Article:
What is Malware?
Malware is short for malicious software. The term refers to any software that is designed to damage or secretly access a computer system without receiving the informed consent of the owner or user of the system.
Malware includes various computer viruses that when installed into a system will infect the overall performance of the computer or will tamper with the information stored on the system. Malware includes various computer viruses, Trojan horses, worms, dishonest adware, scareware, the majority of rootkits, and spyware.
When a system is infected with malware, the computer or network is susceptible to being compromised. Malware acts as a fundamental vehicle or medium to initiate a cybercrime.
When a computer is infected, the personal or financial information stored on the system becomes observable by a hacker or the individual who infected the targeted computer. Malware is not regarded as defective software, which is a program or application that possesses a legitimate purpose but contains defects or harmful bugs.
In many cases, malicious software will be disguised as a legitimate application and may even come from a secured or official site. Malware was initially regarded as a computer prank. The first forms of malicious software were created as a benign form to inhibit a computer’s capabilities. Through the prevalence of cybercrimes, however, the malware industry has evolved into something of a malignant agent that harnesses the potential to solicit grave crimes, such as identity theft, fraud, or cyber stalking.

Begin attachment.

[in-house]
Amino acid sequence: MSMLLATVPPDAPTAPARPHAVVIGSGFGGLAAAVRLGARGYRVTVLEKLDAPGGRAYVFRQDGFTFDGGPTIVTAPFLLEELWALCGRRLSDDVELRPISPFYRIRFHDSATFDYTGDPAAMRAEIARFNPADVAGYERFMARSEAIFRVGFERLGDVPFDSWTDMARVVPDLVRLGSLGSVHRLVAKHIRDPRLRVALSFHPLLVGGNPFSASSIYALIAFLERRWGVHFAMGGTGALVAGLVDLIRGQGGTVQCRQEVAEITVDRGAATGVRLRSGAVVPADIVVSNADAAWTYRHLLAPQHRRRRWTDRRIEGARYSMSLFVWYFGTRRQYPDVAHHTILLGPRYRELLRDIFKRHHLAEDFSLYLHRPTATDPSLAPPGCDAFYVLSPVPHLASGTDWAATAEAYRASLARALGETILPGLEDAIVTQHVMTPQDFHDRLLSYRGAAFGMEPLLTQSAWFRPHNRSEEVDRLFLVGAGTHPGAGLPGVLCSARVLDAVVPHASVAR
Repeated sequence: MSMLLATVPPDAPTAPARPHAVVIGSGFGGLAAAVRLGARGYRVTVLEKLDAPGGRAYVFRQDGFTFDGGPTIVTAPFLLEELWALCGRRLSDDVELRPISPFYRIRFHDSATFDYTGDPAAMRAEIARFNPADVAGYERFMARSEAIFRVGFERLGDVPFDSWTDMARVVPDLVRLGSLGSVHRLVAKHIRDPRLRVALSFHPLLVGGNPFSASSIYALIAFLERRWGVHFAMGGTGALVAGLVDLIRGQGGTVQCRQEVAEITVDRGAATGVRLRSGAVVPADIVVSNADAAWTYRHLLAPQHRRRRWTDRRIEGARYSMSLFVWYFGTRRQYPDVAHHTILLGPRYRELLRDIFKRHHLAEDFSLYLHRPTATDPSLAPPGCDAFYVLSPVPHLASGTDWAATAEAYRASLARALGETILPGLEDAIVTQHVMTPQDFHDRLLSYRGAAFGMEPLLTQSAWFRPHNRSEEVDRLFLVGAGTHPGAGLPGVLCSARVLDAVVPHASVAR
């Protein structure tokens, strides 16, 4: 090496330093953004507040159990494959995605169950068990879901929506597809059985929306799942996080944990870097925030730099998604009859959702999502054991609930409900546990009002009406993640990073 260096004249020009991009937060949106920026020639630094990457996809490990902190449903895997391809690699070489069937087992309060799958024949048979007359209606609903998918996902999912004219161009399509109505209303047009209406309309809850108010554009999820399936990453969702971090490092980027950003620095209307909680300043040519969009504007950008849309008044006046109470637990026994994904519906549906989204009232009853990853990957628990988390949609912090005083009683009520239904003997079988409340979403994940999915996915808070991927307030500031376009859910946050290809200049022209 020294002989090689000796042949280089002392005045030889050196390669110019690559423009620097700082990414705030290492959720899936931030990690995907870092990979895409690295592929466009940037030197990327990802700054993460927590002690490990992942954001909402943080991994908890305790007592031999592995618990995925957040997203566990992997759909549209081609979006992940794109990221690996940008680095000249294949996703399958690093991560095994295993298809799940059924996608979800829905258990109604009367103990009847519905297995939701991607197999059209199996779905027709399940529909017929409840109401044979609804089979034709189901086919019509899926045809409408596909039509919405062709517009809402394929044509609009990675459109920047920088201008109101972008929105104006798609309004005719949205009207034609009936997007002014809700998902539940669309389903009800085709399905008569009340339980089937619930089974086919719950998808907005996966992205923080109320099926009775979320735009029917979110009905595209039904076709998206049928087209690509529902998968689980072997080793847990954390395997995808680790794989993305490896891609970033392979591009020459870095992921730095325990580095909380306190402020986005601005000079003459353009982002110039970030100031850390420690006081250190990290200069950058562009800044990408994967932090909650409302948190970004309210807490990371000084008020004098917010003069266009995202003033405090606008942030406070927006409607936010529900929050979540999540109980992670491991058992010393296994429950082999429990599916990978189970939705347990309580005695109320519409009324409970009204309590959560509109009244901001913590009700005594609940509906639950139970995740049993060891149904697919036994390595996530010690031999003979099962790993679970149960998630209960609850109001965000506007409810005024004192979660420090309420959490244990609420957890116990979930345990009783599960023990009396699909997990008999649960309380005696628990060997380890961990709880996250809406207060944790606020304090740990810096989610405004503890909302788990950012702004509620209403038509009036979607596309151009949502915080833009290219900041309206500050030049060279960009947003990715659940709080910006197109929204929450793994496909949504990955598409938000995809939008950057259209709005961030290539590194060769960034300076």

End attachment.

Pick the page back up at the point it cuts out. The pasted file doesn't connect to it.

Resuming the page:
Types of Malware
The most common forms of malware are viruses and worms. These forms of malware are classified based on their inherent ability to spread and infect multiple systems, as opposed to burrowing in one computer and carrying out a particular function. A computer virus is a term used for a dysfunctional program that has infected executable software. When run or enacted, the virus spreads to other executable codes or software. A worm, in contrast, is a program that will actively transmit itself over a platform or network to infect other computers.
A Trojan horse is a form of damaging software, which at first appears to perform a legitimate or desirable function. A Trojan horse is an insidious computer program. Once installed the Trojan horse will perform its expected function but will do so while gradually damaging the system or stealing information from the database.
A Trojan horse may permit a hacker to access a computer system from a remote location. Once a Trojan horse has been installed on a network or personal computer, a hacker may access the information stored on the system remotely while performing various operations that are limited based on the design of the Trojan horse and the user’s implemented privileges.
Rootkits, which is another form of malware, is a malicious program that, when installed one a system, will stay concealed to avoid detection and subsequent disinfection. Rootkits remain undetectable through modifying the host’s operating system.
A backdoor is another form of malware, which intends to bypass customary authentication procedures. When a system has been compromised through one of the aforementioned forms of malware, one or numerous backdoors may be installed to facilitate a hacker’s future access.